At least three US states have activated and put National Guard cyber-security units on standby for midterm elections. The three states are Washington, Illinois, and, more recently, Wisconsin.
According to officials, these cyber-security teams will be prepared to assist state election officials in the event of a cyber-security incident during the elections.
Illinois officials have activated National Guard cyber units last month, while Wisconsin Governor Scott Walker did the same on Friday for his state.
Also: These 10 US states are at the highest risk for election hacking TechRepublic
"Wisconsin voters should feel confident that the Wisconsin National Guard's team is ready if needed to provide assistance on Election Day," said Maj. Gen. Donald Dunbar, adjutant general of the Wisconsin National Guard. "The governor's executive order simply allows us to deploy those resources quickly."
Speaking to ABC News, Maj. Joy Staab of the Wisconsin National Guard said that Wisconsin is just one of the many US states that have called on the National Guard to help out with cyber-security.
The first to do so was Washington, which activated its National Guard cyber units over the summer, and used the Guard's cyber-security experts to test election systems and train elections officials.
"The Guard has been amazing to work with, helping us to test our systems and helping us to strengthen our security," said Secretary of State Kim Wyman.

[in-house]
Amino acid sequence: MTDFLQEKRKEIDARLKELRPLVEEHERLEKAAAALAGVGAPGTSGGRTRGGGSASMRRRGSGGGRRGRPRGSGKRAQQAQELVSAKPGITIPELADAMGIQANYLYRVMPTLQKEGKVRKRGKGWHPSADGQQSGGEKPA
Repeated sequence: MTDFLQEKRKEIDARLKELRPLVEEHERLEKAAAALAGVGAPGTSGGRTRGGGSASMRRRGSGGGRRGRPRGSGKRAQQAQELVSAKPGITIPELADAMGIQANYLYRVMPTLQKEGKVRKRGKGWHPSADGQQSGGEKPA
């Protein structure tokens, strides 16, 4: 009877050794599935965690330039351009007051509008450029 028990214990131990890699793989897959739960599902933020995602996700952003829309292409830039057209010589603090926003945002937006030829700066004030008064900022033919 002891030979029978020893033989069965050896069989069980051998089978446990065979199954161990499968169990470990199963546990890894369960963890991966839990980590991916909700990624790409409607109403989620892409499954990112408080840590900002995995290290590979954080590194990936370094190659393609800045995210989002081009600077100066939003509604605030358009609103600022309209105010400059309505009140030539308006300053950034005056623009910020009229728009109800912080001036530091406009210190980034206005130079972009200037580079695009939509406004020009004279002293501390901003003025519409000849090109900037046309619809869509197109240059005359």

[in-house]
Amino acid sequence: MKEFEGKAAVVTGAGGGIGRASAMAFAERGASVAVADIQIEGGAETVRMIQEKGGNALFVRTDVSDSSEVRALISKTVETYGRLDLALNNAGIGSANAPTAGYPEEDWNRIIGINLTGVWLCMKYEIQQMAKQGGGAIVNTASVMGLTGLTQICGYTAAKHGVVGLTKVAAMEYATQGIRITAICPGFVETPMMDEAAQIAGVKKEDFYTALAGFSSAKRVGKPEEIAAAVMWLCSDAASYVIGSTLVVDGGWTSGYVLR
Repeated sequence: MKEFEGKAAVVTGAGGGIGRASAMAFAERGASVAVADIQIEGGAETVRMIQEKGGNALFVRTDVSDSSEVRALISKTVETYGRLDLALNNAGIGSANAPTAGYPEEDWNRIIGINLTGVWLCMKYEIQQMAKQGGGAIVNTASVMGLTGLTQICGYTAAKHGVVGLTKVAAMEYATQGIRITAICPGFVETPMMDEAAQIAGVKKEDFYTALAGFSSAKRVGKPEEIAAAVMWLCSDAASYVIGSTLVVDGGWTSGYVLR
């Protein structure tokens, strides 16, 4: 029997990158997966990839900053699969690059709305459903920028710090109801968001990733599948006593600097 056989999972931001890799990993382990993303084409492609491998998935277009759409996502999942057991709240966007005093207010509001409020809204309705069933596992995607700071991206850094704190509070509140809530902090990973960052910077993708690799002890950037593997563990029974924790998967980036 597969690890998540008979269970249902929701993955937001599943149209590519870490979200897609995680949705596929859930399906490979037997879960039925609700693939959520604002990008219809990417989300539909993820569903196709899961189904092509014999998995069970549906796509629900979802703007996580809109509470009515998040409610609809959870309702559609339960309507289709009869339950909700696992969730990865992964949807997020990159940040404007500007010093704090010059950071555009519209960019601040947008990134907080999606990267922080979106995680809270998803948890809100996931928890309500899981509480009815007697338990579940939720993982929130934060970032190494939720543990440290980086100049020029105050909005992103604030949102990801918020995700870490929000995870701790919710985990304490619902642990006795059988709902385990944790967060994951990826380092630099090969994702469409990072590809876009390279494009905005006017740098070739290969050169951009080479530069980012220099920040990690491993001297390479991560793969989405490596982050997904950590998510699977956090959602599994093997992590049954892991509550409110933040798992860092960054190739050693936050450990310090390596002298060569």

After tomorrow's elections, Washington's National Guard cyber unit will also carry out assessments of the state's public utilities, military defense systems, and even the energy delivery system in Antarctica.
Not all states' National Guard units have cyber-security teams. This spring, US lawmakers introduced a bill that would support the creation of National Guard cyber units in all states.
The US National Guard is part of the US military reserve force and is formed from US citizens or permanent residents, with or without prior military experience. National Guard members hold civilian jobs and participate in the Guard's activities only when called upon. This can allow the National Guard to recruit highly-trained cyber-security experts from many areas of the cyber-security private sector, without impeding those individuals' ability to advance their careers.
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